«Ageism – towards a global view A series of 3 seminars. Seminar 1 Age Discrimination in 5 continents: real issues, real concerns Wednesday 31st May ...»
While the cultures of Asia to varying degrees still hold the elderly in high regard, there are many signs that rapid change challenges the reality of the values held – not unlike the “splitlevel Christianity” of Dr. Jaime Bulatao, SJ where values are professed on a theoretical level exhibiting a reality at variance with those values. In noting the alarming state of many of India’s older people, Dr. Indira Jai Prakash notes, “Alternatives have not yet been wellvisualized or understood. The Indian society has opened itself to world-wide changes without making necessary adjustments to deal with the impact of such changes.” (Ageing in the New Milleniuim) In short, poor older people, especially women, face discrimination in a number of areas including employment, social services, health care, decent housing, emergency aid, security – and all too often, even the family.
F. ASIAN APPROACHES TO BANISH DISCRIMINATION
... there is a growing self-help movement in India. Almost all cities have senior citizens’ clubs to address the needs of the elderly. Community-based organizations have started networking to bring different organizations dealing with older people under one umbrella group. The strength of such voluntary
organizations lies in several factors which include:
The Madrid Plan of Action on Ageing (2002) is in full accord with the above, choosing as their first “priority direction” – “older people must be full participants in the development process and also share in its benefits.” Older people can only be full participants if they are organized. The Coalition of Services of the Elderly (COSE) acts on the principle that in addition to the family, older people need another reference group which consists of other elderly and will act together for their own mutual benefit. HelpAge Korea with the support of the Association of Southeast Asian Nations (ASEAN) and the Korean Government has initiated a “home care” program in 10 countries of Southeast Asia. In the case of the Philippines, it is the community-based program of the elderly (CBPE) which cares for its own members – including older people without family.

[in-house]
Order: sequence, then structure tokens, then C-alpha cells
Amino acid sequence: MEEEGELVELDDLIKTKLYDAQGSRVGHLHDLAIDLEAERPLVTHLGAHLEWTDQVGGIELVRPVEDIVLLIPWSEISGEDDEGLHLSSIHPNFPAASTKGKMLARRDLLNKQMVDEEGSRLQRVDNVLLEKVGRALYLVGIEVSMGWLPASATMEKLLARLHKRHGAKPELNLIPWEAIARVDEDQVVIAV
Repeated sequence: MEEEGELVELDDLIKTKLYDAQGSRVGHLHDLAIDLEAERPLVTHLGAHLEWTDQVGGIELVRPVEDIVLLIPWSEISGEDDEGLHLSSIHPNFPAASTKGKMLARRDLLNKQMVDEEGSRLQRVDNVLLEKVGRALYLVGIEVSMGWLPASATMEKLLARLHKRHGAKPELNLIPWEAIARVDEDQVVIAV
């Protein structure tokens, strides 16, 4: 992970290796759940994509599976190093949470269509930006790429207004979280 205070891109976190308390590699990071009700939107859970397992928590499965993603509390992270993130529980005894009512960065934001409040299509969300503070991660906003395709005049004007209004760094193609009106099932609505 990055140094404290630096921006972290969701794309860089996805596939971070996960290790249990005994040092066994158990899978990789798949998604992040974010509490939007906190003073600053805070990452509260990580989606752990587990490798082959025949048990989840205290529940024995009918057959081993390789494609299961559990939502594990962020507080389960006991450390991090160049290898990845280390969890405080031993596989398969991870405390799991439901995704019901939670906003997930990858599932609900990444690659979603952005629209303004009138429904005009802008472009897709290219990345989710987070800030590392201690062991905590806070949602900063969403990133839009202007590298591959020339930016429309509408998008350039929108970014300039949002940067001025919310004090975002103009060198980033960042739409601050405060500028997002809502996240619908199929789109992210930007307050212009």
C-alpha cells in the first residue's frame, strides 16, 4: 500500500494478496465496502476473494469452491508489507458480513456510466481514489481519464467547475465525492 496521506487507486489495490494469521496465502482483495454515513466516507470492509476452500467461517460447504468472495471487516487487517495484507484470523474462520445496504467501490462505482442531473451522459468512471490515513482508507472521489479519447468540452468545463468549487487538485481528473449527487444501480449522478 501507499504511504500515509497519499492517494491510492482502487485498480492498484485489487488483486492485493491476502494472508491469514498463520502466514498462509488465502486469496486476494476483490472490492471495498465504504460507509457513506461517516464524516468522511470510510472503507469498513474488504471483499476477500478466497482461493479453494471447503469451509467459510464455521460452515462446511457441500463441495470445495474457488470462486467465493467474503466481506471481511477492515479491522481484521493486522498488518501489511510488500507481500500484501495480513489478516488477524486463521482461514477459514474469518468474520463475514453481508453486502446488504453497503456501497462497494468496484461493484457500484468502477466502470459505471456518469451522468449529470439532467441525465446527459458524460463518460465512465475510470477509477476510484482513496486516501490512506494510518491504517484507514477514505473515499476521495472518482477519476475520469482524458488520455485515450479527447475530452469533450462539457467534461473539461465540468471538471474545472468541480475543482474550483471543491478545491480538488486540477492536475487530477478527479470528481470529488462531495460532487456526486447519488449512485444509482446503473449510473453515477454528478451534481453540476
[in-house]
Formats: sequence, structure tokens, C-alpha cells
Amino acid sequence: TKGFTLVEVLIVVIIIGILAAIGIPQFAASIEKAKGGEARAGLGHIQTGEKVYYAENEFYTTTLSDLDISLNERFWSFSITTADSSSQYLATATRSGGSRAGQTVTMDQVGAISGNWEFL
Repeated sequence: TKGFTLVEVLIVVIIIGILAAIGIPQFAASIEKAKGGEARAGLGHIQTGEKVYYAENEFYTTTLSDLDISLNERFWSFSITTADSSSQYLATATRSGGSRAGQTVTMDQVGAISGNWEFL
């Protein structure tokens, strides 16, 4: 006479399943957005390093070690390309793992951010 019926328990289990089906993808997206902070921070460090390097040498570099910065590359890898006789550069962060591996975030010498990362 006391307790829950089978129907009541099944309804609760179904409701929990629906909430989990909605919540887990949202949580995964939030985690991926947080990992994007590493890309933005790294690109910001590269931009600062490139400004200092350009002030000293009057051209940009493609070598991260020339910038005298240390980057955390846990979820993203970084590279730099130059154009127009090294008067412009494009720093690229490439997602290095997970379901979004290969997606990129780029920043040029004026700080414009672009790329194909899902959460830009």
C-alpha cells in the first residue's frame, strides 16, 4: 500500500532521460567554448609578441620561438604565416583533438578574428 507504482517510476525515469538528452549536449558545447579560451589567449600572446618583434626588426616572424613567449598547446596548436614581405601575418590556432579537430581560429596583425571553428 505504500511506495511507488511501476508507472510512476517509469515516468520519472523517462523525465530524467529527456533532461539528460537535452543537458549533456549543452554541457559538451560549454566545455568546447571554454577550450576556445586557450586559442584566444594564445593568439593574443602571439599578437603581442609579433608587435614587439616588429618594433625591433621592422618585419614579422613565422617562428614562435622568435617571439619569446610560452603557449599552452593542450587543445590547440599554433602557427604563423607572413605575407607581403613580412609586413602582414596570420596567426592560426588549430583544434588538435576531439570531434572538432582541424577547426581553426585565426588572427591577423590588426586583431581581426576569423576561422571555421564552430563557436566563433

Secondly, the ascribed status of older people is gradually being replaced by the “achieved” status – of both older and younger people. It is important, through media, educational and religious institutions to underline the importance of older people to society. “The future of national development will depend on how well older people make their contribution. (Prof.
P.V. Ramamurti in “Ageing in India: Situation Analysis and Planning for the Future”) Achievements of older people highlighted in activities such as the “Ten Outstanding Elderly” Awards held on (or near) the International Day of Older Persons, October 1 attract media attention because of their human interest. Posters, TV spot ads, CD’s, testimonies of wellknown personalities, school plays, etc are only a few of the ways to present the important contributions of older people within every major institution of society.